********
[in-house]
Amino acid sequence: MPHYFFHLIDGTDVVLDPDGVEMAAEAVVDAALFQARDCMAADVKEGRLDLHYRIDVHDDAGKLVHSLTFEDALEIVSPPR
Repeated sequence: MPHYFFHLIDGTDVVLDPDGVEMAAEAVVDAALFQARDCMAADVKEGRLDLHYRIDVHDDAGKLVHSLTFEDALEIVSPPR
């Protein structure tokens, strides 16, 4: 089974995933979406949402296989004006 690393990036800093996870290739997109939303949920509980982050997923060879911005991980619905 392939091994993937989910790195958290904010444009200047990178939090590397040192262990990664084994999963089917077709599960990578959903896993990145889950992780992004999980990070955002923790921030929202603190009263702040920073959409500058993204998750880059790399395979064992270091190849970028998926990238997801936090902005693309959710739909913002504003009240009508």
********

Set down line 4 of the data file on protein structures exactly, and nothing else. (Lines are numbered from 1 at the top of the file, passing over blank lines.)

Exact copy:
């Protein structure tokens, strides 16, 4: 089974995933979406949402296989004006 690393990036800093996870290739997109939303949920509980982050997923060879911005991980619905 392939091994993937989910790195958290904010444009200047990178939090590397040192262990990664084994999963089917077709599960990578959903896993990145889950992780992004999980990070955002923790921030929202603190009263702040920073959409500058993204998750880059790399395979064992270091190849970028998926990238997801936090902005693309959710739909913002504003009240009508």